In order to understand why Navy's 13-7 win over Georgia Southern – the same program ex-Navy coach Paul Johnson maintained as a national power – should not serve as cause for alarm, you need to start with the words uttered after two of Saturday's college football games.
Here is the first set of quotes:
"I don't know what's going on, I really don't."
"Mistakes… mistakes are killing us."
"We need to block better and we need to tackle better. Execute. We need to execute."
"Right now, I'm in shock. I don't know what happened. None of the guys took it lightly. We had a great week of practice, a great week of preparation. Everybody was ready. After that loss last week, we wanted to rip these guys' heads off."
"I'm disappointed, frustrated… We're a better football team than (our) record. . . . We've got some guys who are hurting right now, but I expect us to come back and be a better football team."
Now, look at this second stack of quotes:
"They did some things on the perimeter and we didn't do a very good job of blocking it. We did a bad job of getting in the edge. Some of it was execution, some of it was blocking."
"We definitely have to cut down on the penalties. We had some penalties that put us in long yardage situations and that's not good for us."
"I thought today was going to be like this. I was hoping it wouldn't be. It's not just that we didn't do this or that, it was them."
"They had a real good scheme. It wasn't so much things we did, they play good football… It won't be long before our offense gets going."
The two sets of quotes – made by players and coaches of two different FBS programs – look very similar, don't they? Lots of lamentations, deficiencies, fretting and failure run through those statements. Football-speak is a language that's easy to identify, and that unique tongue is apparent to any student of college pigskin.
You're waiting for the other shoe to drop, so here it is: The first set of quotes came from Virginia Tech players and head coach Frank Beamer. The second set of quotes came from Navy quarterback Ricky Dobbs and head coach Ken Niumatalolo.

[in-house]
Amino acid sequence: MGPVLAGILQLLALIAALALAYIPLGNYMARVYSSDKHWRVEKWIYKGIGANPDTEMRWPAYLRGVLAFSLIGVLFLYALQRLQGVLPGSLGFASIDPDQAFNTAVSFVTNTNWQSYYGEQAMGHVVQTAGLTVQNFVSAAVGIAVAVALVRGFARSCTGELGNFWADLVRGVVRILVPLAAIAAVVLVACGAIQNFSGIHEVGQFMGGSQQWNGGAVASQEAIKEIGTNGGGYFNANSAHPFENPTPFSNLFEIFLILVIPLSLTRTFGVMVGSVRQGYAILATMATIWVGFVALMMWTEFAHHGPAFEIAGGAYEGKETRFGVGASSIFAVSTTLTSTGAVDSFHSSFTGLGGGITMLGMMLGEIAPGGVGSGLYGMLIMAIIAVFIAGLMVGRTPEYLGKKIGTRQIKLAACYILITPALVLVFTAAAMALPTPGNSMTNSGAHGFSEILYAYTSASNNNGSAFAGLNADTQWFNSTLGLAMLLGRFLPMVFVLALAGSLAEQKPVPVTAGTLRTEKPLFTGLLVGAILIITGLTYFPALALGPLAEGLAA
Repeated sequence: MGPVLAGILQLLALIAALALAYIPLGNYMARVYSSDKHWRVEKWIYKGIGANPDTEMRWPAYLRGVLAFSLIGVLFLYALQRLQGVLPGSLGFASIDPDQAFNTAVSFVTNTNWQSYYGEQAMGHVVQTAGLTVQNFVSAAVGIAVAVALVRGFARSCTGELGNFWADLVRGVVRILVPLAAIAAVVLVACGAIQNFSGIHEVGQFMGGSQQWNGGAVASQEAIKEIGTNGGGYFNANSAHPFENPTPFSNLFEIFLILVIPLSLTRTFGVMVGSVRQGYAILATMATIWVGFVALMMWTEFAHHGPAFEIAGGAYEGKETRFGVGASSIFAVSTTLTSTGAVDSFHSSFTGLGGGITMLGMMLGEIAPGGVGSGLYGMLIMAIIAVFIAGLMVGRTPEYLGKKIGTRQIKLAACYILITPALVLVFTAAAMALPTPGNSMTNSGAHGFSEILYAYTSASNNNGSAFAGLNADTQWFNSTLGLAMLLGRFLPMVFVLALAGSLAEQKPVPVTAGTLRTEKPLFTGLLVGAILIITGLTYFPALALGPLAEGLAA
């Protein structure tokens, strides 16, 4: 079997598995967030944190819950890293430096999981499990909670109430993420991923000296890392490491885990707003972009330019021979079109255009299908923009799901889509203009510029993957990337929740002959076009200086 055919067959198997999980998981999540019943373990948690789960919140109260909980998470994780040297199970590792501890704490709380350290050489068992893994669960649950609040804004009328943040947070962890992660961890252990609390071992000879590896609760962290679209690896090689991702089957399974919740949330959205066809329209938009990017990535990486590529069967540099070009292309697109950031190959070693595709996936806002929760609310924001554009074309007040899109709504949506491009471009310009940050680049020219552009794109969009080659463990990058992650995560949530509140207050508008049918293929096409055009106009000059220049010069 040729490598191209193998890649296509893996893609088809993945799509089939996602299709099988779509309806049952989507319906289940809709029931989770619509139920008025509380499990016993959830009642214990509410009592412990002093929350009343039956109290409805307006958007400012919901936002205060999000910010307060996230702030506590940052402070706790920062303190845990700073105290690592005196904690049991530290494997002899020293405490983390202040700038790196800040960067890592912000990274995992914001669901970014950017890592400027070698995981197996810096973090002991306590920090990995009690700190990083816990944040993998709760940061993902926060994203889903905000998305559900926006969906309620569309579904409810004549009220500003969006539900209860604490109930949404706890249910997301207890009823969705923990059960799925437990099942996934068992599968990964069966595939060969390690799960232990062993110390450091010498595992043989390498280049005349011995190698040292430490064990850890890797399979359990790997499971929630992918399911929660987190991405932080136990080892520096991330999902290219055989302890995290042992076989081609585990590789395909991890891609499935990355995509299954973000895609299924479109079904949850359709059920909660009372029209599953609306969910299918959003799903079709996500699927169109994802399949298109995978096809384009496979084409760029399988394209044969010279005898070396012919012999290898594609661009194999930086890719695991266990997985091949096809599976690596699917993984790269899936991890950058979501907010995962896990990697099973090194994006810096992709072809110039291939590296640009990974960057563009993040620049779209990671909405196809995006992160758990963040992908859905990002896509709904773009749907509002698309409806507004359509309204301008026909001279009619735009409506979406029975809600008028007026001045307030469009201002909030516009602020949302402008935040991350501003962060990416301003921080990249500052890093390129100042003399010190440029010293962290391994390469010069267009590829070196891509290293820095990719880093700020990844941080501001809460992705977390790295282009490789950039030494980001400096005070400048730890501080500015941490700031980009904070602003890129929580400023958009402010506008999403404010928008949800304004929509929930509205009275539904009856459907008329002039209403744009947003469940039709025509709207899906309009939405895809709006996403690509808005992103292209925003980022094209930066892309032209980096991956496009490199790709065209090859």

Both teams – the Hokies and the Mids – suffered emotionally wrenching season-opening losses in the state of Maryland. Both of them witnessed big dreams die in three and a half hours after eight months of offseason speculation and, to a certain extent, hype. Both of them scheduled FCS opponents in week two precisely because there would be a hangover effect at work, and also because the Hokies and Mids returned to the gridiron just five days after their openers. Four days of rest isn't sufficient for the punishing sport of football, so the promise of a tomato can was supposed to ensure victory… just not a peak performance.
The punch line is coming, but before it gets delivered, there's still another interesting (not-so-happy) parallel between Virginia Tech and Navy. Both teams scored 13 first-half points on Saturday – seven points in one of the first two quarters, six in the other – and then withered in the second half, failing to dent the end zone even once. Tech totaled just three points after halftime on September 11, while Navy got bageled in the latter 30 minutes of action at Memorial Stadium.
Navy? 13 points? Navy? Shut out in the second half? At home? Navy? Held to just 109 yards rushing?
Yes. Navy. Against an FCS team. In Annapolis.
Upset? Disturbed? Unsettled?
No – that's Virginia Tech's outlook this week. The punch line, at long last, is that while the Hokies couldn't put away James Madison, the Men of Ken did post the "W" against the eager and energetic Eagles, who didn't have a meager four-day rest break in advance of this contest. When you realize how spectacularly Virginia Tech failed on its home turf, the mere reality of a win – no matter how ugly or inelegant it was – says a lot about the Midshipmen. The setback against Maryland was a supreme stomach punch, but while Virginia Tech couldn't rebound from its Boise State-induced nightmare in Landover, Maryland, Navy did respond to its Baltimore stink-bomb with a win.
Now… now… we can move on with the regular season. Four-day breaks between games can also be left behind, too.
Don't be worried… at least, as long as you don't have a Virginia Tech fan in your extended family.
The outlook for Navy just took a turn for the better.
Georgia Southern Review: The Four-Day Escape
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